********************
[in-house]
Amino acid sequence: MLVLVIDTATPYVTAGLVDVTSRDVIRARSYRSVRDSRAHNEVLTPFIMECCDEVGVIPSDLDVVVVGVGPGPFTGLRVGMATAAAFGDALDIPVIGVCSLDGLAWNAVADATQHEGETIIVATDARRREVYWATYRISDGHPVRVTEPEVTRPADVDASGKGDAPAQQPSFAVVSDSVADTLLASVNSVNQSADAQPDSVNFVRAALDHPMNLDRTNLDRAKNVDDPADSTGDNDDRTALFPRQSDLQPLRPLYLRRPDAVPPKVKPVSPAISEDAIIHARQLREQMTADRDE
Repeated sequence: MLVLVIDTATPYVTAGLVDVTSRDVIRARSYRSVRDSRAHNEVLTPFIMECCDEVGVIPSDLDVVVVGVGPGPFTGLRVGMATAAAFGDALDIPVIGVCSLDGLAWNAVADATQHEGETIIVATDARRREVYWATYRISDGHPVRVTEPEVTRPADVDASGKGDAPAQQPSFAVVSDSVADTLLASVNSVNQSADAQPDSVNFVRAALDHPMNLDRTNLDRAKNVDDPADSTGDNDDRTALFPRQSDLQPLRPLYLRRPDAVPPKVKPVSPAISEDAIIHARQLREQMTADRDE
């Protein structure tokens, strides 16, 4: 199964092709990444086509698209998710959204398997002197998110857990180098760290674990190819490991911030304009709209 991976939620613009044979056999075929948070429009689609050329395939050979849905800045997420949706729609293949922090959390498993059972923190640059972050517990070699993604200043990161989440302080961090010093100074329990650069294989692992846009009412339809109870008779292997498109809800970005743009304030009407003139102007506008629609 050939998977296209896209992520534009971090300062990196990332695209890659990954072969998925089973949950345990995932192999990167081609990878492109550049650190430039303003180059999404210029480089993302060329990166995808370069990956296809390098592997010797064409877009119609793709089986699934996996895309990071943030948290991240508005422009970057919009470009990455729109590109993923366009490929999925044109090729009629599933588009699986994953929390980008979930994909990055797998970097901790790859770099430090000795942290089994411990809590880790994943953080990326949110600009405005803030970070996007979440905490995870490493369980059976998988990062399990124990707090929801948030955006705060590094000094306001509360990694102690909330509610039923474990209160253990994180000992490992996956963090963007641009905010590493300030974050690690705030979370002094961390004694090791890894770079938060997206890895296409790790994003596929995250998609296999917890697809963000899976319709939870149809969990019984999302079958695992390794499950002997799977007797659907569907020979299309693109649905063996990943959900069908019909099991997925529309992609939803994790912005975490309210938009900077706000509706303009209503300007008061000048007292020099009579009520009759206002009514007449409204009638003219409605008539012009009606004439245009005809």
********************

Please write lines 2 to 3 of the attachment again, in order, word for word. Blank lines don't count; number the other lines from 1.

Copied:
Amino acid sequence: MLVLVIDTATPYVTAGLVDVTSRDVIRARSYRSVRDSRAHNEVLTPFIMECCDEVGVIPSDLDVVVVGVGPGPFTGLRVGMATAAAFGDALDIPVIGVCSLDGLAWNAVADATQHEGETIIVATDARRREVYWATYRISDGHPVRVTEPEVTRPADVDASGKGDAPAQQPSFAVVSDSVADTLLASVNSVNQSADAQPDSVNFVRAALDHPMNLDRTNLDRAKNVDDPADSTGDNDDRTALFPRQSDLQPLRPLYLRRPDAVPPKVKPVSPAISEDAIIHARQLREQMTADRDE
Repeated sequence: MLVLVIDTATPYVTAGLVDVTSRDVIRARSYRSVRDSRAHNEVLTPFIMECCDEVGVIPSDLDVVVVGVGPGPFTGLRVGMATAAAFGDALDIPVIGVCSLDGLAWNAVADATQHEGETIIVATDARRREVYWATYRISDGHPVRVTEPEVTRPADVDASGKGDAPAQQPSFAVVSDSVADTLLASVNSVNQSADAQPDSVNFVRAALDHPMNLDRTNLDRAKNVDDPADSTGDNDDRTALFPRQSDLQPLRPLYLRRPDAVPPKVKPVSPAISEDAIIHARQLREQMTADRDE